The Wallowa Mountains have been called the Oregon Alps. They are a rugged, glaciated range in northeastern Oregon, with peaks near 10,000 feet that consist of granite and metamorphic rock that is very different from the better-known Cascade volcanoes.
Much of the Wallowa (wuhl-OW-uh) Mountains lie within the Eagle Cap Wilderness, one of the first wilderness areas in the country (originally established as the Eagle Cap Primitive Area in the 1930s). A large lake of glacial origin, Wallowa Lake lies immediately north of the range and is the main point of access.
As might be expected, views of the high country in the Wallowas usually require a grueling hike. There’s one exception, however: views via the Wallowa Lake Tramway. Still the steepest tramway in North America, it rises some 3,700 feet from a station near the south end of Wallowa Lake to the summit of Mt. Howard at 8,256 feet. There is a network of hiking trails at the summit, plus what is said to be the highest restaurant in Oregon, the Summit Grill at the upper tramway station.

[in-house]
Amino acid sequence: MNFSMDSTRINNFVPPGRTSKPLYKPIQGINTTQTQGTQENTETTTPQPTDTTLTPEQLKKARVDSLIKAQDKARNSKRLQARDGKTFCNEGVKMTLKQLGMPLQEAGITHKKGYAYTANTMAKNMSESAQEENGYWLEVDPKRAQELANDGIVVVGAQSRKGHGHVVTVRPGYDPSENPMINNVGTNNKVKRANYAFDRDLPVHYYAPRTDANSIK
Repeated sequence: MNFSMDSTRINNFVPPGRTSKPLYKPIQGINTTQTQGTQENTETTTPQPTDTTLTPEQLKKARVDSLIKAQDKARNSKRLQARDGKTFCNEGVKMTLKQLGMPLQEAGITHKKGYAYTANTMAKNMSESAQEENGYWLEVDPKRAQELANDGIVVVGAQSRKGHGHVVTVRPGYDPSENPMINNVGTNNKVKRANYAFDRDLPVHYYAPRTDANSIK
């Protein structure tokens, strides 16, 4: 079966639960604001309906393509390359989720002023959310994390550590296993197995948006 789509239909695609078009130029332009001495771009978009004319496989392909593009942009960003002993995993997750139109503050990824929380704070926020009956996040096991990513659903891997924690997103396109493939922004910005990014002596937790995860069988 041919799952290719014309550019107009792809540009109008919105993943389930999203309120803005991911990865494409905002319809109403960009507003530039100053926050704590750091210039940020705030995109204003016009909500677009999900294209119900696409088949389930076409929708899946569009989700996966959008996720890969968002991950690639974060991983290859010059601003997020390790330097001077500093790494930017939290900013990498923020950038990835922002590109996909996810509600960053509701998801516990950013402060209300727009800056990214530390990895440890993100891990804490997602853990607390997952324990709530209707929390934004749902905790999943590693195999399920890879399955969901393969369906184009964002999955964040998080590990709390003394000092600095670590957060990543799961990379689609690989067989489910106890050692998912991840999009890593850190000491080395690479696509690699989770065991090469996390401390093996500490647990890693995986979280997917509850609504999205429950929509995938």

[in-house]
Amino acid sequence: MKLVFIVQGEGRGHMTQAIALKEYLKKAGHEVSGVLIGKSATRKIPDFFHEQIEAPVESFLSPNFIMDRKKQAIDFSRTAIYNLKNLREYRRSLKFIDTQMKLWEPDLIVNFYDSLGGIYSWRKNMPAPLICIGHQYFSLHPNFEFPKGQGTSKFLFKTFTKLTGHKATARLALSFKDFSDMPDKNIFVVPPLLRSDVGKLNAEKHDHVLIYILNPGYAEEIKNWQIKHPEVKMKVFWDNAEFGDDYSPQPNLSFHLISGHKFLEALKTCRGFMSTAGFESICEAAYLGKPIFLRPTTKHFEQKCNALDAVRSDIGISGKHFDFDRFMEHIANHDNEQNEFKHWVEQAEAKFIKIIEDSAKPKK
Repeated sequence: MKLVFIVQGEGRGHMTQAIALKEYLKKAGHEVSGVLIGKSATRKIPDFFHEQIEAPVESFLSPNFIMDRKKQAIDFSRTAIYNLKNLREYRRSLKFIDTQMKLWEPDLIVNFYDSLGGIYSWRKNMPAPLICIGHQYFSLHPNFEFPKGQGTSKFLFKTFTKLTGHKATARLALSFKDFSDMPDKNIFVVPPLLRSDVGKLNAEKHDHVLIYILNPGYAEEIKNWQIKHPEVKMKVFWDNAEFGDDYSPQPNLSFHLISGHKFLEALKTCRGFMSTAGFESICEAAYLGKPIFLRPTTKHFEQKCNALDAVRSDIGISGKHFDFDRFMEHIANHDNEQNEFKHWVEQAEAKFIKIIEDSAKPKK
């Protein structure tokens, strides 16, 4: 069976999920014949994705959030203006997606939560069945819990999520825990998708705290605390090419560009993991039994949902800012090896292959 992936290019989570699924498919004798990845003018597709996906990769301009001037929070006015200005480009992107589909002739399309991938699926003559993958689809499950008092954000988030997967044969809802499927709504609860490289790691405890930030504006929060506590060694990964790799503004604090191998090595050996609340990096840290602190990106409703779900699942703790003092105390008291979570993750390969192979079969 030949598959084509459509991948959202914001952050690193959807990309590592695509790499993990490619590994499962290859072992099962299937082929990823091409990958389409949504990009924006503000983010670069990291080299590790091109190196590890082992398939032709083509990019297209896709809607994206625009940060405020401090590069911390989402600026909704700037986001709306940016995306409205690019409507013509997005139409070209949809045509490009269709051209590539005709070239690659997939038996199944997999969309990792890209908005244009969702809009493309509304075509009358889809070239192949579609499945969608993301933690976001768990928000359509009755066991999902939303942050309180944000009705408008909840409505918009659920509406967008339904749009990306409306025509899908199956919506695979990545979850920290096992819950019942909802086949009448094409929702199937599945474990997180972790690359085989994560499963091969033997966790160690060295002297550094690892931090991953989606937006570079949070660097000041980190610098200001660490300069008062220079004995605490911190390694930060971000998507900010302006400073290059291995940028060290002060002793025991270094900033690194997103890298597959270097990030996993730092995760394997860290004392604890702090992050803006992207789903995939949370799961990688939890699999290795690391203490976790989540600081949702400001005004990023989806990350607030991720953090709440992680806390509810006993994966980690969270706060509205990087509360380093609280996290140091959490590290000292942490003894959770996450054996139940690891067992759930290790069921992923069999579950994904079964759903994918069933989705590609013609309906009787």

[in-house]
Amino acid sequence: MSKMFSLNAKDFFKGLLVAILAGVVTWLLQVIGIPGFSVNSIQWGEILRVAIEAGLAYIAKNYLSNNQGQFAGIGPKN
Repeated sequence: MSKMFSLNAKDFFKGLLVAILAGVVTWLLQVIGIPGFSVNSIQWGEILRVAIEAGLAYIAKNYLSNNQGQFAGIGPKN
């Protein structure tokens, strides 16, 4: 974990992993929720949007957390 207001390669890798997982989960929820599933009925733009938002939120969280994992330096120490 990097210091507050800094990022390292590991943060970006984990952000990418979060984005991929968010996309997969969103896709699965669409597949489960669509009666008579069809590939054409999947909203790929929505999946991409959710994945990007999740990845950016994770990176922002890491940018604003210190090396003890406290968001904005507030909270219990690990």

Know Before You Go
Take Oregon State Route 82 to Joseph and follow it through town, where it turns into Oregon SR 351. Continue following 351 along the east side of Wallowa Lake to the little settlement at the south end of the lake. Keep left at the turnoff to Wallowa Lake State Park; the tramway station is about 1/4 mile ahead on the left.